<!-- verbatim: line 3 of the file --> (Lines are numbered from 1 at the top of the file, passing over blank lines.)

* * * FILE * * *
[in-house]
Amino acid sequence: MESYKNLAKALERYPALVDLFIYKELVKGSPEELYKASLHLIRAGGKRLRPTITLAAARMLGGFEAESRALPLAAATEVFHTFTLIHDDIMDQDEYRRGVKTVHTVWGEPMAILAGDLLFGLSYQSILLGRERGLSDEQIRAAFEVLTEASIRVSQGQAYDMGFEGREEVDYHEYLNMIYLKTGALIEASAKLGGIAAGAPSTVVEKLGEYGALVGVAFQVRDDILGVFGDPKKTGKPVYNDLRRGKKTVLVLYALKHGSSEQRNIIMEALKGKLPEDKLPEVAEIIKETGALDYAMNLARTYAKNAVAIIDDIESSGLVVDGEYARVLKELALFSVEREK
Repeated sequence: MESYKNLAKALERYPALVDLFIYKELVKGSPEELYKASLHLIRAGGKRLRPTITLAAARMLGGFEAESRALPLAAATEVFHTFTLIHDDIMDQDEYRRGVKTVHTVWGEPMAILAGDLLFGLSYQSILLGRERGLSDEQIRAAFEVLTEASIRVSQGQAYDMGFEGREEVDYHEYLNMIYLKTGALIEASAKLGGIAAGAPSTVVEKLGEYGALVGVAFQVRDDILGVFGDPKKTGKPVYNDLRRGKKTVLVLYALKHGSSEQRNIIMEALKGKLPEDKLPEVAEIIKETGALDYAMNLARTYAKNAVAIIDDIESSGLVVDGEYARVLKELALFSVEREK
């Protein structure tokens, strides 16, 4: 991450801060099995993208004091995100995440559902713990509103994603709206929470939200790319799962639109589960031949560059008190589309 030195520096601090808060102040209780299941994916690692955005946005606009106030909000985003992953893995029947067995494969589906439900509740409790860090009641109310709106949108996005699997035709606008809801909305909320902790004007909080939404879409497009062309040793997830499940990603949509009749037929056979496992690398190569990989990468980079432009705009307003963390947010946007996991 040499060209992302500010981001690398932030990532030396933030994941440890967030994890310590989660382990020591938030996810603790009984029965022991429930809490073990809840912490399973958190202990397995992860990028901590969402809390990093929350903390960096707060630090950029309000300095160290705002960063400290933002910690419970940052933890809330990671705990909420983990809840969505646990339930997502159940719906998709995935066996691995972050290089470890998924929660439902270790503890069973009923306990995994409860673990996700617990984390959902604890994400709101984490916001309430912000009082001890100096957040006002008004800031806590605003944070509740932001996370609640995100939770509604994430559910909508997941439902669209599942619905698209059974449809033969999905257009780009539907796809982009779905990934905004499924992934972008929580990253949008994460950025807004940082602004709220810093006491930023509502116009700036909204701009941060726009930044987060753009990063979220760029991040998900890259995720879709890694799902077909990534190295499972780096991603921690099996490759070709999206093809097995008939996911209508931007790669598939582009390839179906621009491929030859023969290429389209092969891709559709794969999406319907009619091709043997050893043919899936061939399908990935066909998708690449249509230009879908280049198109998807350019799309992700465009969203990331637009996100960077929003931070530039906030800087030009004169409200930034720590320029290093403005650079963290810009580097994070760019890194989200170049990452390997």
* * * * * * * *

Repeated sequence: MESYKNLAKALERYPALVDLFIYKELVKGSPEELYKASLHLIRAGGKRLRPTITLAAARMLGGFEAESRALPLAAATEVFHTFTLIHDDIMDQDEYRRGVKTVHTVWGEPMAILAGDLLFGLSYQSILLGRERGLSDEQIRAAFEVLTEASIRVSQGQAYDMGFEGREEVDYHEYLNMIYLKTGALIEASAKLGGIAAGAPSTVVEKLGEYGALVGVAFQVRDDILGVFGDPKKTGKPVYNDLRRGKKTVLVLYALKHGSSEQRNIIMEALKGKLPEDKLPEVAEIIKETGALDYAMNLARTYAKNAVAIIDDIESSGLVVDGEYARVLKELALFSVEREK